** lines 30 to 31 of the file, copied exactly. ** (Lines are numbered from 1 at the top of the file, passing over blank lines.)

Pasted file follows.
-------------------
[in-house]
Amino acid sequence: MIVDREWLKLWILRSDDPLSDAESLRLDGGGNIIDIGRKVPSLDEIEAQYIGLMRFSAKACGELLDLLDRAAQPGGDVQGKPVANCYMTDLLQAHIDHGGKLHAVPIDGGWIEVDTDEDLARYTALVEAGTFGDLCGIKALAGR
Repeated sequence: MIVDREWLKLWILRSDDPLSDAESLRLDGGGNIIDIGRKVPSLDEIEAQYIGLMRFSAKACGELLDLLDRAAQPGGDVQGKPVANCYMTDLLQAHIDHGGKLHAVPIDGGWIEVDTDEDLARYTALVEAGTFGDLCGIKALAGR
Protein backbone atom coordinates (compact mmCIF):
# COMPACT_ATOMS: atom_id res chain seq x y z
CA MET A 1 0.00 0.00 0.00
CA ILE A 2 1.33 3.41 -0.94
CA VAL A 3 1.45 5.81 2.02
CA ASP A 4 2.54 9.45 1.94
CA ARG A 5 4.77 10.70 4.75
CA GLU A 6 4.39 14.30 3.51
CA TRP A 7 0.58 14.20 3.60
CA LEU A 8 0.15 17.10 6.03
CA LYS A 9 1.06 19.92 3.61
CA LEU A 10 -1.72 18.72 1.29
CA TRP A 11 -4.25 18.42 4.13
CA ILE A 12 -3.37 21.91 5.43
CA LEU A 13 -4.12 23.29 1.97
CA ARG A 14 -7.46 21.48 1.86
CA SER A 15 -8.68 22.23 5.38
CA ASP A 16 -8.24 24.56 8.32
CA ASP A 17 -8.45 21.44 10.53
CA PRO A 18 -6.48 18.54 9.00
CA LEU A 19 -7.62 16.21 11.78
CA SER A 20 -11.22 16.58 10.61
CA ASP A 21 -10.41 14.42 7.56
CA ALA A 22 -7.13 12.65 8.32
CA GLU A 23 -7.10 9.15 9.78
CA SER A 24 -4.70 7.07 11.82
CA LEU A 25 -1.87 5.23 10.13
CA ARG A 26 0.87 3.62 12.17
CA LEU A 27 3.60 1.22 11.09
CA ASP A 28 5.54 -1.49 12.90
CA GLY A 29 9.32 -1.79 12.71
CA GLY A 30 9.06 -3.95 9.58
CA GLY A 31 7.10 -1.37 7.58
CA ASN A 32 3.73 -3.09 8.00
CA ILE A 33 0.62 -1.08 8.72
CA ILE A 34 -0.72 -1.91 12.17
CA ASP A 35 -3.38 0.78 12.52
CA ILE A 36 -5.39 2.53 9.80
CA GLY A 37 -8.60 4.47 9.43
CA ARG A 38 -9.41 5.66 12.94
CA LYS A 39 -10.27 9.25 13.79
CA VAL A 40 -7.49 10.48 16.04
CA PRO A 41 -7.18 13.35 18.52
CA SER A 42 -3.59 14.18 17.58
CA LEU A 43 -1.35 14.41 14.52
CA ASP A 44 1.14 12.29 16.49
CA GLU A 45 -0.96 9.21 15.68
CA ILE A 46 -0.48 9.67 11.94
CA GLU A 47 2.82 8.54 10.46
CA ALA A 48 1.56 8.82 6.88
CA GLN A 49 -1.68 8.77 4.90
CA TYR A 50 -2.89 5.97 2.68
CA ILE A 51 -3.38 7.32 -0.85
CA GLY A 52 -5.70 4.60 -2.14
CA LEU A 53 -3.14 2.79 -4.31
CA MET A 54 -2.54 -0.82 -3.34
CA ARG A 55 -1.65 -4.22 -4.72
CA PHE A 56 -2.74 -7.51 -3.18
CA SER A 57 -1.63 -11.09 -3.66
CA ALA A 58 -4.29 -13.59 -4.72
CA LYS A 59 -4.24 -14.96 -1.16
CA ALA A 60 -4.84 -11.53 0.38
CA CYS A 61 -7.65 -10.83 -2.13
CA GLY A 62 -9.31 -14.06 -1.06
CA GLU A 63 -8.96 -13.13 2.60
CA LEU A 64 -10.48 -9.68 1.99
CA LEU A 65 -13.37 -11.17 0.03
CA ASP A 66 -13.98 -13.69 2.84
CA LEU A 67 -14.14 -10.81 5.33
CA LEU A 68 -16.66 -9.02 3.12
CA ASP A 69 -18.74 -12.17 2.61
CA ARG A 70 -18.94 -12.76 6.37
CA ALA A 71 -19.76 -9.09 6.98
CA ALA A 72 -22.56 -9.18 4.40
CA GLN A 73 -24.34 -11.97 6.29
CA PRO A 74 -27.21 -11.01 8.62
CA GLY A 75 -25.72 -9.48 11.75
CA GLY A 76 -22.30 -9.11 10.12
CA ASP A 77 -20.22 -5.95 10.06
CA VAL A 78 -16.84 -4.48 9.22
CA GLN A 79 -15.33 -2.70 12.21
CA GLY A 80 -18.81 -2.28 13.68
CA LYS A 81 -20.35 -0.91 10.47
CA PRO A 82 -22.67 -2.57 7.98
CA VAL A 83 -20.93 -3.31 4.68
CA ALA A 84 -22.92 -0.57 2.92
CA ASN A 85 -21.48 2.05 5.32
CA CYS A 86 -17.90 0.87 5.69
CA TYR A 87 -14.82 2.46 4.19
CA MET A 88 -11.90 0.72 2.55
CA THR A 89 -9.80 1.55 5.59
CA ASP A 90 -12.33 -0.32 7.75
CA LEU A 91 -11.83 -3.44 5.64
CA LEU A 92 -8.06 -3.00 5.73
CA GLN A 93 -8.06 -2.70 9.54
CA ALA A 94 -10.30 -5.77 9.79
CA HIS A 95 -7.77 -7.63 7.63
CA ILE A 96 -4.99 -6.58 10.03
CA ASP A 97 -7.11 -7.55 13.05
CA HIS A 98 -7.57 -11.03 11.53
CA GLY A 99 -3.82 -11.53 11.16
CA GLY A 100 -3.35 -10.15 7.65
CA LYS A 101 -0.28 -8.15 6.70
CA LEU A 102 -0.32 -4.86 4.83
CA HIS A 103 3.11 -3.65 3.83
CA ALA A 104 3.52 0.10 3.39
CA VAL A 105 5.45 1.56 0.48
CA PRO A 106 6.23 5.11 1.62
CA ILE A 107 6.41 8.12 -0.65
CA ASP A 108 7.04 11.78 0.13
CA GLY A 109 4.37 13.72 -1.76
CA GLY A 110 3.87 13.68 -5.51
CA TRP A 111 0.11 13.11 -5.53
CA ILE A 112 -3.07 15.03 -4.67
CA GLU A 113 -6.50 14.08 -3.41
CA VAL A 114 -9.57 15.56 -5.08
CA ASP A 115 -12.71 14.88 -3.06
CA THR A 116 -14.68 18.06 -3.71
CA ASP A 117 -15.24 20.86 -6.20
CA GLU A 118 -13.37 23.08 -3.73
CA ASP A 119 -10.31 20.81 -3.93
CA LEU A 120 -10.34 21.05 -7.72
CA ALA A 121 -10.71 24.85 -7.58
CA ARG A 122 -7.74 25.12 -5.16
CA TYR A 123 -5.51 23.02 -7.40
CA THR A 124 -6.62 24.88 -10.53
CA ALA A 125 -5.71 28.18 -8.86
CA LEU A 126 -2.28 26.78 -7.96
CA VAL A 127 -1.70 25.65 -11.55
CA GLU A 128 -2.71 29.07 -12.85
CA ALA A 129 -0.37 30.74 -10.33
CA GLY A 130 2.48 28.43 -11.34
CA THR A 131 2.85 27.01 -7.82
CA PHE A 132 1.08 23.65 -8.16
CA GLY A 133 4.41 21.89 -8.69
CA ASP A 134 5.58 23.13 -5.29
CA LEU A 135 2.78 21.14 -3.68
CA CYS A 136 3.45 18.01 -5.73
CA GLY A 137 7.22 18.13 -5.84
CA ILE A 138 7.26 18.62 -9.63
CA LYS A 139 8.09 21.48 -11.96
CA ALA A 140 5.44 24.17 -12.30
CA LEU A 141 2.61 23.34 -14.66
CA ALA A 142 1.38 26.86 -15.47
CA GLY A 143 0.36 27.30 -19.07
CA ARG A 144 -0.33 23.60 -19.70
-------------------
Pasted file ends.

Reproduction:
CA LEU A 25 -1.87 5.23 10.13
CA ARG A 26 0.87 3.62 12.17